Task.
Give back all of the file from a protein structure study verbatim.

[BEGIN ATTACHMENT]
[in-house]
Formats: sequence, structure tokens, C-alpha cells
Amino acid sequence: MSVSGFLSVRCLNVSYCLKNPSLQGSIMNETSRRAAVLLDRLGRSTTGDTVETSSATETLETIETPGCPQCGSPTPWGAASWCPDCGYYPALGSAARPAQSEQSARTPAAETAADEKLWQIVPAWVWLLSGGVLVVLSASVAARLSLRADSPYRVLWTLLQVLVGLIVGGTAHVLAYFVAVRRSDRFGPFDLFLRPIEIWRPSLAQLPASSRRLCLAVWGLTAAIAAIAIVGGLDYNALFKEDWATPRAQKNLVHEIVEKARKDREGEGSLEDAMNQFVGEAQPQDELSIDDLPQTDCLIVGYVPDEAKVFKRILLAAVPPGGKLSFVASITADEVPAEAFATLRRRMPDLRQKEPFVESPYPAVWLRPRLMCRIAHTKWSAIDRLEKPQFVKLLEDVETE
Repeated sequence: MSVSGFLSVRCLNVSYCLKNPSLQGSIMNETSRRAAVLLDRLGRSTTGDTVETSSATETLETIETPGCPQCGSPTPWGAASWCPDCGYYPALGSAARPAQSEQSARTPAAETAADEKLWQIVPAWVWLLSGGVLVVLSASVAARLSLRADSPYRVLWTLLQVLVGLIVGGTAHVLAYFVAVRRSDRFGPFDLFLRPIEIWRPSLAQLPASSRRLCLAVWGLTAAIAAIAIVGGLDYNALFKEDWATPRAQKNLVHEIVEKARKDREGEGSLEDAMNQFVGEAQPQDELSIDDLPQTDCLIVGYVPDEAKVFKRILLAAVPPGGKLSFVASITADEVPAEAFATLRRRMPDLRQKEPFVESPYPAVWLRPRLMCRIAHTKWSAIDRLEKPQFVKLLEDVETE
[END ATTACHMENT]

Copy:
[in-house]
Formats: sequence, structure tokens, C-alpha cells
Amino acid sequence: MSVSGFLSVRCLNVSYCLKNPSLQGSIMNETSRRAAVLLDRLGRSTTGDTVETSSATETLETIETPGCPQCGSPTPWGAASWCPDCGYYPALGSAARPAQSEQSARTPAAETAADEKLWQIVPAWVWLLSGGVLVVLSASVAARLSLRADSPYRVLWTLLQVLVGLIVGGTAHVLAYFVAVRRSDRFGPFDLFLRPIEIWRPSLAQLPASSRRLCLAVWGLTAAIAAIAIVGGLDYNALFKEDWATPRAQKNLVHEIVEKARKDREGEGSLEDAMNQFVGEAQPQDELSIDDLPQTDCLIVGYVPDEAKVFKRILLAAVPPGGKLSFVASITADEVPAEAFATLRRRMPDLRQKEPFVESPYPAVWLRPRLMCRIAHTKWSAIDRLEKPQFVKLLEDVETE
Repeated sequence: MSVSGFLSVRCLNVSYCLKNPSLQGSIMNETSRRAAVLLDRLGRSTTGDTVETSSATETLETIETPGCPQCGSPTPWGAASWCPDCGYYPALGSAARPAQSEQSARTPAAETAADEKLWQIVPAWVWLLSGGVLVVLSASVAARLSLRADSPYRVLWTLLQVLVGLIVGGTAHVLAYFVAVRRSDRFGPFDLFLRPIEIWRPSLAQLPASSRRLCLAVWGLTAAIAAIAIVGGLDYNALFKEDWATPRAQKNLVHEIVEKARKDREGEGSLEDAMNQFVGEAQPQDELSIDDLPQTDCLIVGYVPDEAKVFKRILLAAVPPGGKLSFVASITADEVPAEAFATLRRRMPDLRQKEPFVESPYPAVWLRPRLMCRIAHTKWSAIDRLEKPQFVKLLEDVETE